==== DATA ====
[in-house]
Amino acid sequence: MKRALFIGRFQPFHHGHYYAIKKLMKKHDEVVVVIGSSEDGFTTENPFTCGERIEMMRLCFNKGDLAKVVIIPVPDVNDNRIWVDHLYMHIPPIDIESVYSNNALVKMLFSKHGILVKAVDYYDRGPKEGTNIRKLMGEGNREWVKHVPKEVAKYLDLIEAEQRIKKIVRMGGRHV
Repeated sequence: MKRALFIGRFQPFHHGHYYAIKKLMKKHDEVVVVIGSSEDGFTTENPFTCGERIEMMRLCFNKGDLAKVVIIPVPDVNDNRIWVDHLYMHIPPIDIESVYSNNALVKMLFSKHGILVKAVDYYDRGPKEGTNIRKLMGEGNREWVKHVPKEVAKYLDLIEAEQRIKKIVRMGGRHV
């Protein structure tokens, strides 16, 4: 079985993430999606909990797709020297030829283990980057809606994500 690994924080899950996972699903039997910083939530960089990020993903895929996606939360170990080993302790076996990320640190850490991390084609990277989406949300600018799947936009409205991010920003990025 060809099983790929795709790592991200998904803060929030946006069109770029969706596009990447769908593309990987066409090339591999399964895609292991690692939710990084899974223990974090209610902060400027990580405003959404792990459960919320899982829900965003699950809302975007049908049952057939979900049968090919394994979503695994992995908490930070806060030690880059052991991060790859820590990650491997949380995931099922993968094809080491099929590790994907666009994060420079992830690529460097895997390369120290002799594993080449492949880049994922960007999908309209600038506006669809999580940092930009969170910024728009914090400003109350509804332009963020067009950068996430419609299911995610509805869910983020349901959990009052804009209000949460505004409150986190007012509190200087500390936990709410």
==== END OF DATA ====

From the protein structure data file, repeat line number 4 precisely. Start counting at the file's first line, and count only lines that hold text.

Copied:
């Protein structure tokens, strides 16, 4: 079985993430999606909990797709020297030829283990980057809606994500 690994924080899950996972699903039997910083939530960089990020993903895929996606939360170990080993302790076996990320640190850490991390084609990277989406949300600018799947936009409205991010920003990025 060809099983790929795709790592991200998904803060929030946006069109770029969706596009990447769908593309990987066409090339591999399964895609292991690692939710990084899974223990974090209610902060400027990580405003959404792990459960919320899982829900965003699950809302975007049908049952057939979900049968090919394994979503695994992995908490930070806060030690880059052991991060790859820590990650491997949380995931099922993968094809080491099929590790994907666009994060420079992830690529460097895997390369120290002799594993080449492949880049994922960007999908309209600038506006669809999580940092930009969170910024728009914090400003109350509804332009963020067009950068996430419609299911995610509805869910983020349901959990009052804009209000949460505004409150986190007012509190200087500390936990709410």